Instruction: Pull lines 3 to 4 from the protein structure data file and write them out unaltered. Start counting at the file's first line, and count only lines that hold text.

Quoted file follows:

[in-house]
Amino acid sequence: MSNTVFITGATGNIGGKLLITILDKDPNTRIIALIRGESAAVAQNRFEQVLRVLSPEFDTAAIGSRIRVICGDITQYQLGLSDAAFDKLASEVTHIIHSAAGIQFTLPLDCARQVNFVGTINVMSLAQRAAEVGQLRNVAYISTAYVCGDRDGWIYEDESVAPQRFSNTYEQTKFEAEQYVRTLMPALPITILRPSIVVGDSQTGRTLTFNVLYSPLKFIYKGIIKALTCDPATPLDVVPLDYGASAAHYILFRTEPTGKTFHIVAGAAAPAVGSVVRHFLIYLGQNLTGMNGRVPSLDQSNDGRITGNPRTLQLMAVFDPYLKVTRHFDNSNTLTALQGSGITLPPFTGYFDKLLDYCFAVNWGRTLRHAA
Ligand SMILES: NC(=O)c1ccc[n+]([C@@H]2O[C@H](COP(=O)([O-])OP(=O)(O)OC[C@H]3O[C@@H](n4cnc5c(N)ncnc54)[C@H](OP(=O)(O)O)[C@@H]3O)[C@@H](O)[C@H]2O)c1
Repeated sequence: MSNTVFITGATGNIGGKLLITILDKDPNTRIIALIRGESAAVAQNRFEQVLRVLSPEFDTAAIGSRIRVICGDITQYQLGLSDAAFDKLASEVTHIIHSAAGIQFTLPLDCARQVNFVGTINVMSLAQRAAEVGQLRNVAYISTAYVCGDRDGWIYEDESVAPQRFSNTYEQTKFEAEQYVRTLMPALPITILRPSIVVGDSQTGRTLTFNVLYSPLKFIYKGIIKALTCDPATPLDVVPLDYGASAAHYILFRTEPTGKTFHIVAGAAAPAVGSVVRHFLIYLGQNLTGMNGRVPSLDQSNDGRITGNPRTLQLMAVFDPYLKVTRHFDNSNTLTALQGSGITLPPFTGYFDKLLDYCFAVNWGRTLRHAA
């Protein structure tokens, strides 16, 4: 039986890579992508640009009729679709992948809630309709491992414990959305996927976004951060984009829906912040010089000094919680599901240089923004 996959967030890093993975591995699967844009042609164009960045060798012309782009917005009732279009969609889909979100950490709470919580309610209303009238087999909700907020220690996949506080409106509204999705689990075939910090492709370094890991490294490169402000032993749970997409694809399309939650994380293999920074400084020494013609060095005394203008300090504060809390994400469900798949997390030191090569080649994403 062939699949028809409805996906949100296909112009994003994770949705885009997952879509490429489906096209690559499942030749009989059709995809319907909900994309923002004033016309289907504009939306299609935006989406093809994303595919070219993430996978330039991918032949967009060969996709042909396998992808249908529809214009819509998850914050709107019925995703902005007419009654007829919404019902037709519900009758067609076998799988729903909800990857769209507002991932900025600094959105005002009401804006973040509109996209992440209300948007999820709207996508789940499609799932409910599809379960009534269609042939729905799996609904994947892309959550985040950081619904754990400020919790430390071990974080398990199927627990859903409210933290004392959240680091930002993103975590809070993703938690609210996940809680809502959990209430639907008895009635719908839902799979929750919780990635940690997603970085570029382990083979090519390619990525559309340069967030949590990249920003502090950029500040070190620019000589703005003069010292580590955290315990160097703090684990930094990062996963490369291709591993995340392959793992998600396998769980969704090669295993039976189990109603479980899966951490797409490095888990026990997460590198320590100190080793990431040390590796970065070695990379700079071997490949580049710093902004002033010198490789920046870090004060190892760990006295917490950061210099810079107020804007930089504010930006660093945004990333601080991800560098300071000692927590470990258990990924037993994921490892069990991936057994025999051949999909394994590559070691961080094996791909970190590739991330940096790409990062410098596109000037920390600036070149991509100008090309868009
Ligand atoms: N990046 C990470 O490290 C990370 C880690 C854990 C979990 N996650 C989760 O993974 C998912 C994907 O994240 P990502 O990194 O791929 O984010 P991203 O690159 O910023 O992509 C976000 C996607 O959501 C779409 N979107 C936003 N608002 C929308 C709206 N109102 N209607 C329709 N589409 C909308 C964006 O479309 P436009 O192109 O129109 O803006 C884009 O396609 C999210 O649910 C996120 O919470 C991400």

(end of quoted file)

Ligand SMILES: NC(=O)c1ccc[n+]([C@@H]2O[C@H](COP(=O)([O-])OP(=O)(O)OC[C@H]3O[C@@H](n4cnc5c(N)ncnc54)[C@H](OP(=O)(O)O)[C@@H]3O)[C@@H](O)[C@H]2O)c1
Repeated sequence: MSNTVFITGATGNIGGKLLITILDKDPNTRIIALIRGESAAVAQNRFEQVLRVLSPEFDTAAIGSRIRVICGDITQYQLGLSDAAFDKLASEVTHIIHSAAGIQFTLPLDCARQVNFVGTINVMSLAQRAAEVGQLRNVAYISTAYVCGDRDGWIYEDESVAPQRFSNTYEQTKFEAEQYVRTLMPALPITILRPSIVVGDSQTGRTLTFNVLYSPLKFIYKGIIKALTCDPATPLDVVPLDYGASAAHYILFRTEPTGKTFHIVAGAAAPAVGSVVRHFLIYLGQNLTGMNGRVPSLDQSNDGRITGNPRTLQLMAVFDPYLKVTRHFDNSNTLTALQGSGITLPPFTGYFDKLLDYCFAVNWGRTLRHAA